Flipping houses is not at all passive income; this is a genuinely active job, and I don’t suggest this for people that have a full-time sales job.
My work suffered, and it was also pretty hard on my marriage.
This form of real estate investing does not work well with sales professionals.
After purchasing several single-family rental properties, I realized that scaling my portfolio would be slow and arduous if I continued.
I began to explore other investment opportunities and eventually found myself drawn to multifamily syndications.
Making the transition from single-family rentals to multifamily syndications was an exciting but different experience.
One of the main benefits of investing in multifamily syndications is the truly passive nature of the investment.
Unlike single-family rentals, which require a lot of hands-on management and maintenance, multifamily properties are typically managed by professional property management companies.
This means that the property’s day-to-day operations, such as leasing, rent collection, and maintenance, are handled by someone else.
As a passive investor in multifamily syndication, I can sit back and collect monthly cash flow without worrying about the day-to-day management of the property.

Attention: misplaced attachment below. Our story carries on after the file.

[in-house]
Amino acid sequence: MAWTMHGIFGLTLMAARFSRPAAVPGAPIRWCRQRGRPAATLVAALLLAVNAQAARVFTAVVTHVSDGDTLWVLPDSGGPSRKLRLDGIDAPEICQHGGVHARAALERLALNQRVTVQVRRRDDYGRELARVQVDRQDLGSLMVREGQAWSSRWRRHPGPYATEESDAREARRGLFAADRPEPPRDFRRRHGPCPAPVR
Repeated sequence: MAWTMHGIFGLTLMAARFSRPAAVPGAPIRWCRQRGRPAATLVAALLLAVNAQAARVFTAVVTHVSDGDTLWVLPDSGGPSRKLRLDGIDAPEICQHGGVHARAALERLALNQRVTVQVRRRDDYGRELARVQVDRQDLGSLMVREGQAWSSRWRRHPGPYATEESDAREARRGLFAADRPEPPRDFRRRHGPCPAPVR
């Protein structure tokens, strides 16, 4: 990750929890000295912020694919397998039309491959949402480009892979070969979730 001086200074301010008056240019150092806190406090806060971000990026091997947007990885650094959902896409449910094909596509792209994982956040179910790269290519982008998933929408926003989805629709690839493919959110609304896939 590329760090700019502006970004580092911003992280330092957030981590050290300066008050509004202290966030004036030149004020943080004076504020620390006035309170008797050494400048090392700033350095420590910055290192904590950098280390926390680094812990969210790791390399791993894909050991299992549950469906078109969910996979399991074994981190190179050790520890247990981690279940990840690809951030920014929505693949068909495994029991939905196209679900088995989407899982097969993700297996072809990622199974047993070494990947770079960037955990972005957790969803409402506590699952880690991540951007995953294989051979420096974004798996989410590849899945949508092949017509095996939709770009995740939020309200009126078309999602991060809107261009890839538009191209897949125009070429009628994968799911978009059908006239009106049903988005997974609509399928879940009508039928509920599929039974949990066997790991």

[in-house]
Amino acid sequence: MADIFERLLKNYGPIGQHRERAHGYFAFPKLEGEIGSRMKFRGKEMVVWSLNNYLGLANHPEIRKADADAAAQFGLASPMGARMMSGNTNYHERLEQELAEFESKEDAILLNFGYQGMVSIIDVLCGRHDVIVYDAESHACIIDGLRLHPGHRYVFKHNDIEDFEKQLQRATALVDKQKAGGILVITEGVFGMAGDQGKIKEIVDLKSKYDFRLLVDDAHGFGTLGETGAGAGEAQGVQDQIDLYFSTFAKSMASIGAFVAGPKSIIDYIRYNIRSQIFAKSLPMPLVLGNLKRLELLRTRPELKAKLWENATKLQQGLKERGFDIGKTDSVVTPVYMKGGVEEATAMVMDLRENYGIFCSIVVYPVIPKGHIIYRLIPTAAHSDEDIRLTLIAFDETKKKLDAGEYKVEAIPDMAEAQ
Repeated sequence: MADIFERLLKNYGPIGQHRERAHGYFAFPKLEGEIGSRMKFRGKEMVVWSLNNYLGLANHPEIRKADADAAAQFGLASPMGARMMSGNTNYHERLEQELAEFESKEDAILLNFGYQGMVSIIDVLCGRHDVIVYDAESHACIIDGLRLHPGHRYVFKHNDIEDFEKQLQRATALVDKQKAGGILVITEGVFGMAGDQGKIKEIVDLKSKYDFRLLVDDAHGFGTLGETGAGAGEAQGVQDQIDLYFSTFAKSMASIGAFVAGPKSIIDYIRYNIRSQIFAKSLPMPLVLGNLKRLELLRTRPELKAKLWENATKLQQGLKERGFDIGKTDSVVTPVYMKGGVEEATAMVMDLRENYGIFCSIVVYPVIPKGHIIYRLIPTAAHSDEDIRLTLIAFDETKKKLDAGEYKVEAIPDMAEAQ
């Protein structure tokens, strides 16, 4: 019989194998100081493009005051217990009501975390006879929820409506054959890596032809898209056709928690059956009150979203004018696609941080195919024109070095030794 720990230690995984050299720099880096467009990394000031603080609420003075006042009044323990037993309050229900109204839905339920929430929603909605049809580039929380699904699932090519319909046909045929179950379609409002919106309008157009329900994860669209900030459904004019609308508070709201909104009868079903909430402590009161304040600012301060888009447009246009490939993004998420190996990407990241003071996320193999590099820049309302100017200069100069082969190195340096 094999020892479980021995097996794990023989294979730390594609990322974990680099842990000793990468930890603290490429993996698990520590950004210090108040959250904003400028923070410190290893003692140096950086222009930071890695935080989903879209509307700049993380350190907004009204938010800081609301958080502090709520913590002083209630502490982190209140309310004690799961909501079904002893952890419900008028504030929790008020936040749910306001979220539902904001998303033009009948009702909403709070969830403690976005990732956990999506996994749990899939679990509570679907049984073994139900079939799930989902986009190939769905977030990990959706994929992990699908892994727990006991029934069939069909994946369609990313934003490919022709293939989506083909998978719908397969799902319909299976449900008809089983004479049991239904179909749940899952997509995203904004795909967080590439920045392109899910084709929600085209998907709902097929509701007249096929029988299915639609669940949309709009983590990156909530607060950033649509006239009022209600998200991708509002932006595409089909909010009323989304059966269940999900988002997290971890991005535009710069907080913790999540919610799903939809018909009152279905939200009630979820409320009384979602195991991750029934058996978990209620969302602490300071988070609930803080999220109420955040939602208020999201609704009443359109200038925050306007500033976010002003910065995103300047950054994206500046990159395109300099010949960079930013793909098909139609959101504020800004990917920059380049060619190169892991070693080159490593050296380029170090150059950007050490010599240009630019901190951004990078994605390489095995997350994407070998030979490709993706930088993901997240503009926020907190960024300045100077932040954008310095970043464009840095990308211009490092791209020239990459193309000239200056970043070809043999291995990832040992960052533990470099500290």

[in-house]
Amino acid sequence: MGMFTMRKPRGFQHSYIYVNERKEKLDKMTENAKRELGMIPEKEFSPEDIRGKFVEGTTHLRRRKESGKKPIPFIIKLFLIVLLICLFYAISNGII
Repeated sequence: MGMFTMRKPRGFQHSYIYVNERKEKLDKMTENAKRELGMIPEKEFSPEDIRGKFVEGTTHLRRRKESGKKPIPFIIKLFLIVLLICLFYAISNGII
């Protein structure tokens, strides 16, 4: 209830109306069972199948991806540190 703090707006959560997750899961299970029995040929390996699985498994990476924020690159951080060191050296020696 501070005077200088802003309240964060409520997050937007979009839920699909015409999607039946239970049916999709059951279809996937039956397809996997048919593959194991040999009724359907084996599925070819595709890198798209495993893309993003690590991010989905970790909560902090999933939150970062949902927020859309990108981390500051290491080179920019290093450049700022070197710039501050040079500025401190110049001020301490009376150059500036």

In addition to the passive income benefits, multifamily syndications also offer the potential for higher returns compared to single-family rentals.
By pooling funds with other investors, I’m able to invest in larger properties that generate higher rental income and have more potential for appreciation.
Additionally, the economies of scale associated with multifamily properties mean that expenses, such as maintenance and management fees, are often lower per-unit than for individual single-family homes.
While the transition from single-family rentals to multifamily syndications required a lot of learning and adaptation, the passive income benefits and potential for higher returns have made it a worthwhile investment strategy for me.
The cash flow returns are the same, or slightly less; however, overall returns are on par with single-family rentals. The primary difference is the time requirement.
There is very little due diligence up front, and no maintenance or tenant calls after.
There is only cash flow distributions and appreciation and tax benefits.
Investing in syndications is similar to buying stock except having much better tax benefits and adding an actual asset to your portfolio.
In conclusion, real estate syndications offer a unique opportunity for sales professionals to diversify their investment portfolios and generate passive income.
By pooling funds with other investors and partnering with experienced real estate professionals, sales professionals can access larger and more profitable properties than they could on their own.
Syndications also offer a truly passive investment, allowing sales professionals to focus on their careers and personal lives while still earning monthly cash flow from their investments.
For more information on syndications similar to what we invest in, sign up for our newsletter and for the Supply Chain Investor Club.